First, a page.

Up to £7,600 will be made available to households looking to make energy efficiency improvements on their homes, the government has announced.
Under its new Green Deal Home Improvement Fund, homeowners in England and Wales will be able to get money back on measures including solid wall insulation and new heating system installations, the Department for Energy and Climate Change has announced.
DECC has urged Green Deal installers and providers to register for the scheme now, which opens in June 2014.
Officials said the money will open up the market for smaller businesses in the energy efficiency sector.
Under the new incentives, domestic energy users could get:
- up to £1,000 for installing two measures from an approved list
- up to £6,000 for installing solid wall insulation
- up to £100 refunded for their Green Deal Assessment
A total of £50m has been made available at the incentive rates set out today, with an additional £70m to be made available for this financial year.
Energy secretary Ed Davey said the fund was the “best way for households to take control of their energy bills to use less energy”.
Energy minister Greg Barker said the fund would make it easier for people to improve their homes.
It is estimated the average annual bill saving from installing the energy efficiency measures would save a three-bed semi-detached house £270, with additional improvements such as boiler upgrades cutting bills by a further £100.
Speaking to Construction News, Keepmoat group sustainability director Nigel Bank said the fund was “more generous than previous measures… and softened the impacts to the recent changes around ECO”.
DECC caused outrage among the industry when it extended the timeframe for ECO [the Energy Companies Obligation] from two years to four and reduce the scheme’s Carbon Emissions Reduction Obligation by 33 per cent up to 2017.
Energy suppliers are now required to make only 100,000 solid-wall insulation installations over the four-year period, despite 2012 seeing 80,000 installations alone.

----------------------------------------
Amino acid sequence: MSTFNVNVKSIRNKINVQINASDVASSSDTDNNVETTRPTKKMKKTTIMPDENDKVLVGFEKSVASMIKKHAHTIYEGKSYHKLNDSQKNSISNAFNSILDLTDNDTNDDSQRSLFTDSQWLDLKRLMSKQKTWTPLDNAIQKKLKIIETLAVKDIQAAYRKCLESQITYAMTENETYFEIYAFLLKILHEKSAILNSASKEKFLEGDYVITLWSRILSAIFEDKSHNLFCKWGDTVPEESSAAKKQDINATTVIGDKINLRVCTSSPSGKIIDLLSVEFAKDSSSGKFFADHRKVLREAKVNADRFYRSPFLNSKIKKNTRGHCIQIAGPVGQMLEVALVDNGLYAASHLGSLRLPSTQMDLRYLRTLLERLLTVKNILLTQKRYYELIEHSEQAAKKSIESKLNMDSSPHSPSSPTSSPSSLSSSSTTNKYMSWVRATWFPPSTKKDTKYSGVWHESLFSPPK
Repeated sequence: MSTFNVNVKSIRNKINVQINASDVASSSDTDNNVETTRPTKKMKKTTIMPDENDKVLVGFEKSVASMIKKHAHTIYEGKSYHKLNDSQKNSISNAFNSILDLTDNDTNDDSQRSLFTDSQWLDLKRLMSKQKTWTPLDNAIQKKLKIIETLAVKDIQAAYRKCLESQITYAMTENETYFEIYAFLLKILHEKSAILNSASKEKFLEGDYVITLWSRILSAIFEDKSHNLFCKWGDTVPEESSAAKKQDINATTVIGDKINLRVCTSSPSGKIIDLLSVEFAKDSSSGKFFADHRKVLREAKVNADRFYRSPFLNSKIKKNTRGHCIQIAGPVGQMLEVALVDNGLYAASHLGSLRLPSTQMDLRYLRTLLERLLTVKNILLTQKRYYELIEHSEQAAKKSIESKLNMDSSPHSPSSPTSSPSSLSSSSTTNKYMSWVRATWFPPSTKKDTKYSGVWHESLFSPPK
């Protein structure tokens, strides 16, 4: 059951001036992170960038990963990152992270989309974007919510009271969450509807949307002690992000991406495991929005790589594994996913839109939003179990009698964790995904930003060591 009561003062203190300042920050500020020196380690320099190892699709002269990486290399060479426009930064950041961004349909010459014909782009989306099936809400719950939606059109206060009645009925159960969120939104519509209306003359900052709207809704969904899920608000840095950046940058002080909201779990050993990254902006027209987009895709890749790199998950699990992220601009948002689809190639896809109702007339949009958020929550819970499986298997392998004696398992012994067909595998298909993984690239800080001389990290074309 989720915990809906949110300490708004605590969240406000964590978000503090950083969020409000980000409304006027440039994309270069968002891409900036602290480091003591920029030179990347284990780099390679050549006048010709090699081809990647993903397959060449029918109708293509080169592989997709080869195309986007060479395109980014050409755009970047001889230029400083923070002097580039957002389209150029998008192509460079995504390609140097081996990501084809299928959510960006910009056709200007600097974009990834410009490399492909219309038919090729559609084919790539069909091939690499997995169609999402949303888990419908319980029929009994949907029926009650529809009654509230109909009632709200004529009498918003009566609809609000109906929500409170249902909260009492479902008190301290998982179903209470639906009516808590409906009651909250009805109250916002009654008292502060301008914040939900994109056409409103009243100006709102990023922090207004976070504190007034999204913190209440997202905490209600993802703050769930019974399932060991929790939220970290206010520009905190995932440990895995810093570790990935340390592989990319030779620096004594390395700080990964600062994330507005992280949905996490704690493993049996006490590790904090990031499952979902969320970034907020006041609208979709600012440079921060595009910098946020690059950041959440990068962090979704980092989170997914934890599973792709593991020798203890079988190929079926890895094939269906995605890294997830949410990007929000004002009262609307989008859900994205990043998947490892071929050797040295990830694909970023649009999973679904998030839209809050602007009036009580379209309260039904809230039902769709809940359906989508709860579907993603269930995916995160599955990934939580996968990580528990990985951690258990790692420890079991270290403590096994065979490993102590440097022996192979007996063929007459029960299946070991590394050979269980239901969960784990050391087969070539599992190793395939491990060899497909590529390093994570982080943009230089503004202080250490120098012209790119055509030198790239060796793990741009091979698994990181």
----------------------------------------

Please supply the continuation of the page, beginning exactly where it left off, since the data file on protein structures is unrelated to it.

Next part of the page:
Mr Banks added that it was “bizarre… smaller obvious, measures” such as loft insulation and heating control installation were not on the list (see blow) of measures accepted in the fund.
He also had concerns around the way the cashbacks were administered, with the money going into the customers back account within ten working days.
He said this could result in a Green Deal provider not being paid in full and that the government should consider paying the money directly to the installer.
John Alker, director of policy and communications at the UK Green Building Council, said: “We welcome this package of measures which represents a genuine attempt to rescue the Green Deal and shows that government remains committed to home energy efficiency. The increased cash-back for solid wall insulation is particularly encouraging following the cuts to ECO.
“But this isn’t ‘problem solved’ for the Green Deal. The scheme’s initial cash-back went unspent so it’s important that history doesn’t repeat itself. While this new package will certainly help, government still needs to go further to make energy efficiency more attractive to consumers.”
Households will be able to receive GDHIF funding for solid wall insulation or any of the two following energy saving measures:
- Condensing gas boiler (on mains gas)
- Double glazing (replacing single glazing)
- Secondary glazing
- Replacement doors
- Cavity wall insulation
- Floor insulation
- Flat roof insulation
- Room-in-roof insulation
- Replacement warm air unit
- Replacement storage heaters
- Flue gas heat recovery units